My name is Michael Bracy. I am a founder and the Policy Director of the Future of Music Coalition, and I appreciate the opportunity to speak with you today. The Future of Music Coalition is a nonprofit that identifies, examines, interprets and translates the challenging issues at the intersection of music, law, technology and policy.
Today, I would like to add our perspective, and place the discussions of peer-to-peer technologies in a broader context. I also will speak about the results of a study that FMC worked on with the Pew Internet and American Life Project concerning artists’ and citizens’ attitudes toward the Internet, copyright and peer-to-peer technologies. I have a lot of ground to cover in a short amount of time, so I would encourage you to visit our website to learn more about our work and to read the complete Pew study.
The music community is in the midst of a necessary and welcome transition to a digital business model. Historically, musicians have aligned themselves with major labels for a variety of reasons, three of which are:
Access to resources, including recording budgets, staff, tour support
Access to distribution – to retail chains, promotion, infrastructure
Access to promotion – commercial radio, TV, print, Internet
This model has worked very well for certain members of the music community, and very poorly for others. It has been the basis of many solid careers. It has also been fraught with challenges, including accusations of unfair contracts and accounting practices, and questions about business tactics and priorities. FMC has worked in coalition with many other organizations to address these concerns.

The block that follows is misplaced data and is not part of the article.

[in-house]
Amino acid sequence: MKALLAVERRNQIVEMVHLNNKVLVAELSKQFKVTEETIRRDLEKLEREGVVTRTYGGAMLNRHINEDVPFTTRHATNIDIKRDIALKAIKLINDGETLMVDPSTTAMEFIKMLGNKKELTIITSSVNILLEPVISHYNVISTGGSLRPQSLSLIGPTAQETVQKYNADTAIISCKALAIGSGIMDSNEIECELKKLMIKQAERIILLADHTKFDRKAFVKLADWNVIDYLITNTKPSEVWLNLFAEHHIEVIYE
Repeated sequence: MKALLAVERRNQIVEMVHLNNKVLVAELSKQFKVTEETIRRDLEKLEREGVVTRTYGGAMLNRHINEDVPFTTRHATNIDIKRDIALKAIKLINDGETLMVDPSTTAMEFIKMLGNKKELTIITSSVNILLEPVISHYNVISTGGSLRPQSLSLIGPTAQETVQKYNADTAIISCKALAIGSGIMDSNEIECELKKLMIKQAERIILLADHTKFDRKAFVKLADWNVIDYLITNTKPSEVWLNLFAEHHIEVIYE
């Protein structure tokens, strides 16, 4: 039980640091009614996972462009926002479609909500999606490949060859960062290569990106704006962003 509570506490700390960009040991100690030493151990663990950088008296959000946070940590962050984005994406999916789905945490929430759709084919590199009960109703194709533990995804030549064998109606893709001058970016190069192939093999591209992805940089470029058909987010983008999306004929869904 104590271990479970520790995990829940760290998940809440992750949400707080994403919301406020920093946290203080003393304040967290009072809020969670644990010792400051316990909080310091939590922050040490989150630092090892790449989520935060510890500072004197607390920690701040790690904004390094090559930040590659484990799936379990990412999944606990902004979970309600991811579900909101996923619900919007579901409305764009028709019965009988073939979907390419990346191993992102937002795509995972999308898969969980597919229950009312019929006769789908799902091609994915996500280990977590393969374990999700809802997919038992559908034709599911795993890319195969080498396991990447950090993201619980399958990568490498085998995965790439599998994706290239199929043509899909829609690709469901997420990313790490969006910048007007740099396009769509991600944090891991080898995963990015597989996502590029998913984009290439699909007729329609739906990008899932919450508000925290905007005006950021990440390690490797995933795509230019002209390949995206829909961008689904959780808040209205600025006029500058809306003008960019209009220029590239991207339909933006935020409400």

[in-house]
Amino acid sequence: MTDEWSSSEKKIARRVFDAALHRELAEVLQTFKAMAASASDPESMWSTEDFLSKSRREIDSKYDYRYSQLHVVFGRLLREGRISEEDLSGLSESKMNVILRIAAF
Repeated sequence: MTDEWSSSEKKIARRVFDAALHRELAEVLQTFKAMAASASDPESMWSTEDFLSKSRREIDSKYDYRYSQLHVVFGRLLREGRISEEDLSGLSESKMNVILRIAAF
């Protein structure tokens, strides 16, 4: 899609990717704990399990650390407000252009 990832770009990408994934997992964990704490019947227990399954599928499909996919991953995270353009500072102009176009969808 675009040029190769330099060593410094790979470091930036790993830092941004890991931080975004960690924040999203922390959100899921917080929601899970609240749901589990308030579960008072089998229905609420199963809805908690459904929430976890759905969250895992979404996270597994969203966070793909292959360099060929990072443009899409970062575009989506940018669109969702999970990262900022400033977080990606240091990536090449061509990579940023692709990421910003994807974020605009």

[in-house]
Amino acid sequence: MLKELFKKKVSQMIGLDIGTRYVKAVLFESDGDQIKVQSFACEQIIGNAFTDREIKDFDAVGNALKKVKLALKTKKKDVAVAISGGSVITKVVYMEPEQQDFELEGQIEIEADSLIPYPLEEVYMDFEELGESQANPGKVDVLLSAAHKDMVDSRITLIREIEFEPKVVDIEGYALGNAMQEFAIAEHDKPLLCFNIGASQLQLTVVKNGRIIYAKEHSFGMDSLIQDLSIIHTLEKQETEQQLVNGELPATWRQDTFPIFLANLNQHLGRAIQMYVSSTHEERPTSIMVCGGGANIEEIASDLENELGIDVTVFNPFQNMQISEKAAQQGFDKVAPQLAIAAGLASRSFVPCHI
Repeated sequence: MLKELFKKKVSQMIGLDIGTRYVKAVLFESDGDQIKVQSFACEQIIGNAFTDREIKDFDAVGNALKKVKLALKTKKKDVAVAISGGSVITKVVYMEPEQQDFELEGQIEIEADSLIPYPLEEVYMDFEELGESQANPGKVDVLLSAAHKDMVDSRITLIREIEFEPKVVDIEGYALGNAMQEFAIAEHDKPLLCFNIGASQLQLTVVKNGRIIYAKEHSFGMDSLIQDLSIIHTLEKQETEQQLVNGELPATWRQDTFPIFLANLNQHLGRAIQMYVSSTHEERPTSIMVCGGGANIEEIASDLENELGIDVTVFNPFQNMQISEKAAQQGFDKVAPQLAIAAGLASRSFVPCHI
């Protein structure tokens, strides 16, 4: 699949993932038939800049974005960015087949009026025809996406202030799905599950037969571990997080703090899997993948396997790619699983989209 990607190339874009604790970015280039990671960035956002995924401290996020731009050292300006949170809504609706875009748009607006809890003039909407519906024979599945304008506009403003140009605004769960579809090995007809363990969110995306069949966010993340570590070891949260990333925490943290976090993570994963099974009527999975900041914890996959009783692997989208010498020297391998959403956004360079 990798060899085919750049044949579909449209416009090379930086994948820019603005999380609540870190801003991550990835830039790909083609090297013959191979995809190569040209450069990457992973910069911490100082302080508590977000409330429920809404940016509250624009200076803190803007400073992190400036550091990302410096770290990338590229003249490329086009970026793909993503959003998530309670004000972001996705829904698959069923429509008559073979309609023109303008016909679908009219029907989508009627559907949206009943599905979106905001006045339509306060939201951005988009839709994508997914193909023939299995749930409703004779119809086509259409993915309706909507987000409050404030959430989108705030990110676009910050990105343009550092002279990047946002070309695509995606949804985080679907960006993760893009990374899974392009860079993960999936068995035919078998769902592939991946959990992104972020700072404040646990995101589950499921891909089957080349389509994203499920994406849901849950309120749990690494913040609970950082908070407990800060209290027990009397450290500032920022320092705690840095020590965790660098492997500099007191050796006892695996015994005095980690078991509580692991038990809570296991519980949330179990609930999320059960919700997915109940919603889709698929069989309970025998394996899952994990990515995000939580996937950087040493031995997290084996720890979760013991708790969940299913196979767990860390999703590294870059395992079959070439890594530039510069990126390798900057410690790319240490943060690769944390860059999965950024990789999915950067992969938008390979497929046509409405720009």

Two significant developments forever altered the music landscape in the 1990s: Market Consolidation and Digital Music. FMC and members of the music community have been outspoken with our concerns about the impact of concentrated control in the music, radio, retail and concert industries. I won’t take up time on specifics, other than to state that many in the music community believe these changes have had significant negative implications for both musicians and music fans.
At the same time that the music landscape was consolidating, technological innovation was reshaping the way that music was recorded, manufactured, promoted and distributed. Digital studios and software dramatically reduced production costs. The Internet vastly increased promotional and sales opportunities. The marketplace for independent music exploded, as indie labels proliferated to serve the expanding artist community. While much of this music was simply not aimed at the kinds of mass audiences of interest to major labels or radio, there clearly was a market for this music, and alternate and Internet-based economies began to take shape.
As these digital models took flight, some companies and labels offered more equitable business relationships. Some allowed the artists to keep their copyrights, some offered creative control, others provided higher royalty rates. Musicians have embraced those that allow greater independence, direct contact with their fans and more control over their careers. Take, for example, CD Baby, which is an online store akin to Amazon.com, where musicians can sell their CDs. As of yesterday, nearly 80,000 independent artists have their work available on the store, and CD Baby has paid out over $11 million directly to musicians. 
For artists and independent labels, the Internet allows for streamlined promotion and distribution via digital music stores, Internet radio, and websites, and gives musicians the tools to easily and inexpensively connect directly with music fans. In this context, the results of the Pew study released December 5 should not be surprising, or controversial. The report found that artists have a broad range of opinions when asked their views about digital music technologies. The report indicated: